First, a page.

High blood pressure, or hypertension, involves a greater than normal pressure of blood coursing through the arteries. This high pressure forces the heart to work harder than normal and increases the risk of an aneurysm (rupture of an artery), heart attack, stroke, kidney failure, and other disorders.
Several alternative approaches emphasize the need to eliminate some of the triggers or causes of high blood pressure. The goal is for people with hypertension to cut down or eliminate their use of antihypertensive drugs.
Nutritional Therapy for High Blood Pressure
According to nutritional therapy, diet can make all the difference between high blood pressure and healthy blood pressure. Population surveys have shown that certain groups of people in some parts of the world have a high rate of hypertension, while others have a low rate. This difference is usually attributed to their food choices.
In general, the ideal diet to prevent or reduce blood pressure should emphasize fresh vegetables and fruits and whole grains and limit animal products, including milk and cheese. Fats and sugars should be avoided as much as possible. This sounds close to a vegetarian diet for good reason: Surveys of vegetarians, who eat no meat, poultry, or fish, show that they consistently have lower rates of hypertension than nonvegetarians.
The following are specific dietary guidelines:
- Significantly reduce sodium (salt) in the diet.
- Eat more foods rich in potassium, such as bananas, prunes, and tomatoes.
- Increase intake of calcium and magnesium, but make sure the sources are low in fat and salt.
- Limit alcohol and caffeine intake.
People who are overweight are also at higher risk for high blood pressure. Maintaining ideal body weight is an important part of the treatment, and adhering to the above dietary guidelines should make this possible.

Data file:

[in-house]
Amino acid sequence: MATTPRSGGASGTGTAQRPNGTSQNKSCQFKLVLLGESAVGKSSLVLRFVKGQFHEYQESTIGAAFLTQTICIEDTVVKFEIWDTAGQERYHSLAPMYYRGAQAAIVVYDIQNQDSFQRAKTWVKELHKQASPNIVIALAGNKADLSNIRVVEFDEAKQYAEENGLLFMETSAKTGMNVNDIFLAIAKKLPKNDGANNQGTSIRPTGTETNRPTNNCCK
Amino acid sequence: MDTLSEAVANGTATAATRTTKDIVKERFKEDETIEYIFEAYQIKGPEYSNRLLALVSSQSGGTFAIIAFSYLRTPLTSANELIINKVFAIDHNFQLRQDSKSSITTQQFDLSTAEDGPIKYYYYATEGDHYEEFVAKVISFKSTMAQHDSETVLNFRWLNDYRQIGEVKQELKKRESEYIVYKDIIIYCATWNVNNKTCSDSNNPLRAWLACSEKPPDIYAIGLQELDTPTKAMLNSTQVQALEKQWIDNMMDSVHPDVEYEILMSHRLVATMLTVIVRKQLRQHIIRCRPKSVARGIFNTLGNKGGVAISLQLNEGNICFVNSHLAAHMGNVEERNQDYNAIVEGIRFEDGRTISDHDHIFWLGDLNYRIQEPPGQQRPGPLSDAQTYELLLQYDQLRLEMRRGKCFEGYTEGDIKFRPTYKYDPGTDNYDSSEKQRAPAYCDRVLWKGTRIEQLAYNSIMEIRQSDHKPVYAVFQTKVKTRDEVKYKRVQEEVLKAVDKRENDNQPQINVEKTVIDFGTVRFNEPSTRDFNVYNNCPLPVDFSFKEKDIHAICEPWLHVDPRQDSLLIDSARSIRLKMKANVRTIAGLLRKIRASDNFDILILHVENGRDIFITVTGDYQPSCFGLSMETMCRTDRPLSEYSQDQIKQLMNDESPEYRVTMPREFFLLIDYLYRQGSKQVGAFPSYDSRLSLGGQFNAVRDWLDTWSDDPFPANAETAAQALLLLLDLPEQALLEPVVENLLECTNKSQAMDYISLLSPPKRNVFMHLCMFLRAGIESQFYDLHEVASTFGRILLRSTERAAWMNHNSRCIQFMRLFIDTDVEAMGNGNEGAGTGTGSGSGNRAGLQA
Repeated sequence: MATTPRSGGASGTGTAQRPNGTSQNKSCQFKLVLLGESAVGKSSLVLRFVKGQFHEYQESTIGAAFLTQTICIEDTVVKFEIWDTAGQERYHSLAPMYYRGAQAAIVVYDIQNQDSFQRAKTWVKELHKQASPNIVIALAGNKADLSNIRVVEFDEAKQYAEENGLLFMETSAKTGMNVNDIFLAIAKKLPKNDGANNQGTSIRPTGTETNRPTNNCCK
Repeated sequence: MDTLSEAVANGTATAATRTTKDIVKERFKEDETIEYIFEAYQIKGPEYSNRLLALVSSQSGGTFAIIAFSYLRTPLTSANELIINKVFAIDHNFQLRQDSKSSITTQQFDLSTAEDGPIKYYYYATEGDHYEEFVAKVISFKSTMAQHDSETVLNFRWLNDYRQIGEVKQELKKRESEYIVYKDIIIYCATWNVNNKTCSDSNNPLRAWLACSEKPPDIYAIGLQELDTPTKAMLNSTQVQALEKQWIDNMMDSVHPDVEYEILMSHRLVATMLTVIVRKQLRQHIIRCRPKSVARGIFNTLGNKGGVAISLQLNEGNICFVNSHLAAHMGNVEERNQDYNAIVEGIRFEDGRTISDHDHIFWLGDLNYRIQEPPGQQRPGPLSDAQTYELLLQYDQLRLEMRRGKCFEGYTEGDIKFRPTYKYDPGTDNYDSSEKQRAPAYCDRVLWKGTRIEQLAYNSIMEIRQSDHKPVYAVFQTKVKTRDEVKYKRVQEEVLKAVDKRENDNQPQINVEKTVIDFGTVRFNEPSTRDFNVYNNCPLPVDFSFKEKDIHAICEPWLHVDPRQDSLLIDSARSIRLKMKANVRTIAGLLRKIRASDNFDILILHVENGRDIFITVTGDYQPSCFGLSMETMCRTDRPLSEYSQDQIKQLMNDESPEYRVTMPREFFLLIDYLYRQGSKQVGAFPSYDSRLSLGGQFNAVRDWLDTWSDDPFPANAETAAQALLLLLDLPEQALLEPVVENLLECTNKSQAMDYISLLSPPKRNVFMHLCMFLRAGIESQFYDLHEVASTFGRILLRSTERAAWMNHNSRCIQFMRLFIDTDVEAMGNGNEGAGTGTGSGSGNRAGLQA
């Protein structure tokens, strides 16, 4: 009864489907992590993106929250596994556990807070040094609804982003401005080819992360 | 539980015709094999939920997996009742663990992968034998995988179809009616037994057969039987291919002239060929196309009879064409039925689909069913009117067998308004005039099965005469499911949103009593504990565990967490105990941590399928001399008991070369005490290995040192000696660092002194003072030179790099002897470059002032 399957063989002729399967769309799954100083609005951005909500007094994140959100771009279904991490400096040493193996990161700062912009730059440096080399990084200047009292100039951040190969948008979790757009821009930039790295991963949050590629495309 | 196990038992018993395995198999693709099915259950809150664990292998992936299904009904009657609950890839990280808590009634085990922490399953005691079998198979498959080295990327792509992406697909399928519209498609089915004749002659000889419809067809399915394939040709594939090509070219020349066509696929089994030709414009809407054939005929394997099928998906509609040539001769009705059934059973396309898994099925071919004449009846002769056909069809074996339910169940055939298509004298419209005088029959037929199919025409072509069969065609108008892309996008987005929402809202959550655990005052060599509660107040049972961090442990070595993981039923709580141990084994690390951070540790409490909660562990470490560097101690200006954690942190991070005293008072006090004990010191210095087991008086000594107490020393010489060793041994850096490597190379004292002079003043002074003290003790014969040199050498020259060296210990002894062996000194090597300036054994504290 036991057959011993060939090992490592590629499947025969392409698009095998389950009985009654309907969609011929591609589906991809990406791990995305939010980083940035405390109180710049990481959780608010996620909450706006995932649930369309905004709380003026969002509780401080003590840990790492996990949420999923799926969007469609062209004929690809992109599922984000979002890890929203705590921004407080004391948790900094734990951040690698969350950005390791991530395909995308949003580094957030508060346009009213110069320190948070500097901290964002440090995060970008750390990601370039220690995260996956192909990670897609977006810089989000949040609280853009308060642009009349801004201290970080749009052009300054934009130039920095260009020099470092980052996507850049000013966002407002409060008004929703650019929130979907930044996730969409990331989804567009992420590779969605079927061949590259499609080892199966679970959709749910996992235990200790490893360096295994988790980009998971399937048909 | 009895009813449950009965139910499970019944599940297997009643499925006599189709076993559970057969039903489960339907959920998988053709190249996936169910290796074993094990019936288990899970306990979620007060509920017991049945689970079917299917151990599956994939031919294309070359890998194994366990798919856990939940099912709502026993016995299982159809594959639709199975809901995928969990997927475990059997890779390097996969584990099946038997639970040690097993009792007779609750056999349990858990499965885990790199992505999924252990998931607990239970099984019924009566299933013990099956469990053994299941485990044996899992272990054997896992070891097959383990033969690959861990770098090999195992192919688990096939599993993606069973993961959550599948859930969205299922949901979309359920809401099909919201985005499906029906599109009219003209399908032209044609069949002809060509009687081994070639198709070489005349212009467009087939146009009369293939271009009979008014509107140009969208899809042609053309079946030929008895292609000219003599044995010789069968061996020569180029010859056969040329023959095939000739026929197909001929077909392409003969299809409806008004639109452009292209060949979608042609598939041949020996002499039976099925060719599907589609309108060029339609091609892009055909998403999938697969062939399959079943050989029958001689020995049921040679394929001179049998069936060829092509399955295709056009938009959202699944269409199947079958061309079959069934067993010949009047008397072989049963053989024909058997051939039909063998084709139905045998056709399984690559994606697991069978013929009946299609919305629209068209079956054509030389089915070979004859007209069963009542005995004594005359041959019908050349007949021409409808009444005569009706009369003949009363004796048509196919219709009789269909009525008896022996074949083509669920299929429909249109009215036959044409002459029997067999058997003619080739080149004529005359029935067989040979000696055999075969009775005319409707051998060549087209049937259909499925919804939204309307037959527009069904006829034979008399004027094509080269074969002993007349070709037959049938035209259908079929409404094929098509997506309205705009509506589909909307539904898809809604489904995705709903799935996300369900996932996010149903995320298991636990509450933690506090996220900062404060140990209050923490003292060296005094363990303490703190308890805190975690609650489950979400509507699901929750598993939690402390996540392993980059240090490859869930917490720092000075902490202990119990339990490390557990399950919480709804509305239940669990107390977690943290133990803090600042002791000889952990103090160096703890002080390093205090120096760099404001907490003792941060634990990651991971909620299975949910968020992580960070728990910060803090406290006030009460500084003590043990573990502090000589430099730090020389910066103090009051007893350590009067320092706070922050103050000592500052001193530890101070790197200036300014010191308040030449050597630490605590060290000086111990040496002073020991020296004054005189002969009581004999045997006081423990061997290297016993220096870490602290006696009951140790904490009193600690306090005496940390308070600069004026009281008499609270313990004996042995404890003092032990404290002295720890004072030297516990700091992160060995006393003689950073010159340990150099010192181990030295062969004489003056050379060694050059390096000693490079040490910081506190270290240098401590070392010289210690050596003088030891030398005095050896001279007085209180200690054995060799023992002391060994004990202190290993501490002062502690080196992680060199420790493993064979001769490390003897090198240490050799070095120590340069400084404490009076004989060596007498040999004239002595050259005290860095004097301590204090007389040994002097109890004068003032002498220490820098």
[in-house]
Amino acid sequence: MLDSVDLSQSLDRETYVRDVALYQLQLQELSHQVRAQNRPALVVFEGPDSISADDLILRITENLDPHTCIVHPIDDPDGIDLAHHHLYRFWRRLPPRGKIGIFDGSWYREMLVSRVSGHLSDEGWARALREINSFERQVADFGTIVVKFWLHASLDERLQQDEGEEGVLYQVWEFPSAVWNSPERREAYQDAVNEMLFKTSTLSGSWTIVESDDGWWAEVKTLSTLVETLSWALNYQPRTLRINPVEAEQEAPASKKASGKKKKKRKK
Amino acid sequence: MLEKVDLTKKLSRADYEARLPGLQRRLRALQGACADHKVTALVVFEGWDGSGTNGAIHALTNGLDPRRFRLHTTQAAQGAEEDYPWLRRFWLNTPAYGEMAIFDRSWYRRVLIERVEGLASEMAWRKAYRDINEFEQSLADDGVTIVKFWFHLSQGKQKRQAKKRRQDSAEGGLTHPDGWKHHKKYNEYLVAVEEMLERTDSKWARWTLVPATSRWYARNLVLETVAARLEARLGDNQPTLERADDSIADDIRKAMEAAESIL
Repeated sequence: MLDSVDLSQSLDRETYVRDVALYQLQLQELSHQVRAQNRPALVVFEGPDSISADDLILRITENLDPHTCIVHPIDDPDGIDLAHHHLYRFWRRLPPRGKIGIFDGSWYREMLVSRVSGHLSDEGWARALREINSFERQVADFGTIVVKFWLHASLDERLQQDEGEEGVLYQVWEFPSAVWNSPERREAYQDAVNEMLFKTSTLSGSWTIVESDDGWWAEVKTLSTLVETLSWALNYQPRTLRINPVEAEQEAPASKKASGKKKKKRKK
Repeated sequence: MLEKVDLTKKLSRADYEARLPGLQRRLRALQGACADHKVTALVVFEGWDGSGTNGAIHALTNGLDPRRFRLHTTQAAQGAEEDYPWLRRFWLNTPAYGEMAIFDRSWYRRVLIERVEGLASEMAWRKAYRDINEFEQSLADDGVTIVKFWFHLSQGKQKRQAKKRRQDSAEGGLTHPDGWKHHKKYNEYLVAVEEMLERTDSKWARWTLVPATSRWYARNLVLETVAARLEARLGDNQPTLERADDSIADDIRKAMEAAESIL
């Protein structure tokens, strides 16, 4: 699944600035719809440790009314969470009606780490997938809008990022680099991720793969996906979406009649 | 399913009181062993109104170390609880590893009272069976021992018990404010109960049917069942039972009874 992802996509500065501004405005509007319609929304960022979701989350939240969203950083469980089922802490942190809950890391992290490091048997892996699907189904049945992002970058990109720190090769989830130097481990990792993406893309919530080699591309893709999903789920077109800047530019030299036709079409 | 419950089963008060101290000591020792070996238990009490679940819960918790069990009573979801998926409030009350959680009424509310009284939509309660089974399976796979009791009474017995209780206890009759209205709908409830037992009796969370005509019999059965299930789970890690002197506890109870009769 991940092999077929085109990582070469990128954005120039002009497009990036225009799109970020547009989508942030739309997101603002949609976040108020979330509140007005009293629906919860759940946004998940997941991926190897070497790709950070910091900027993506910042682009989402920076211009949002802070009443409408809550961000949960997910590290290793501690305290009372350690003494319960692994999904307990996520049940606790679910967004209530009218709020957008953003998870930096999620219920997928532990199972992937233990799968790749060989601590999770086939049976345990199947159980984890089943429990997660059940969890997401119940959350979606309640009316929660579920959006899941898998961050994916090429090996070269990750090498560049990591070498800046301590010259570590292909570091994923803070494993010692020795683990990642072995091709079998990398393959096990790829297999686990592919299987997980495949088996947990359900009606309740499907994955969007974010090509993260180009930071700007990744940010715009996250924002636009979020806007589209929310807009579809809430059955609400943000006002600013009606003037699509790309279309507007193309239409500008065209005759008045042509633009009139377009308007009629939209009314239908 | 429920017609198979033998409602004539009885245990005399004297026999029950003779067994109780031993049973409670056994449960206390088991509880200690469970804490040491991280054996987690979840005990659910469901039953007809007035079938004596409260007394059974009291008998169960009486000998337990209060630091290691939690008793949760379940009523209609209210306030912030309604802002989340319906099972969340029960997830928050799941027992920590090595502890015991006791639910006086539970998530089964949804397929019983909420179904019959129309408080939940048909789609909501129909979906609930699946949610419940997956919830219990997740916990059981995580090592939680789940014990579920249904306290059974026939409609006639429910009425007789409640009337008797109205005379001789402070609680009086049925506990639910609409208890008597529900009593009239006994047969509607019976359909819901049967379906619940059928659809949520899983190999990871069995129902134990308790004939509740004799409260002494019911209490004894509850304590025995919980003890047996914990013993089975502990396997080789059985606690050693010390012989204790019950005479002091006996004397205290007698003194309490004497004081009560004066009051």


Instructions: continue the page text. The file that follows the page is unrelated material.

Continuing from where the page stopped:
Several supplements are also commonly prescribed, including:
- vitamin C
- vitamin E (although high doses may have the opposite effect)
- B complex vitamins
- coenzyme Q10 (ubiquitone)
- fish oils (containing omega-3 fatty acids)
Here are some tips to reduce sodium in your diet:
- Never use table salt.
- Try to replace as many processed foods with fresh foods as you can.
- Avoid hidden salt that can be found in processed foods (even sweet-tasting desserts).
- Go easy on the salad dressing.
Mind/Body Medicine for High Blood Pressure
For people whose hypertension is triggered or exacerbated by emotional stress and tension, mind/body medicine can be an effective treatment. Research has shown that several mind/body therapies have the power to decrease high blood pressure, sometimes by as much as 10 mm Hg.
Biofeedback training, which instructs people to alter certain involuntary functions of the body, is particularly recommended for people with hypertension. It involves using sensors to hook a patient up to a biofeedback monitor, which reveals the levels of heart rate, muscle tension, body temperature, or other functions. Using this information, the patient is taught to change one or more of these levels. Relaxation techniques and guided imagery exercises are usually part of the instruction.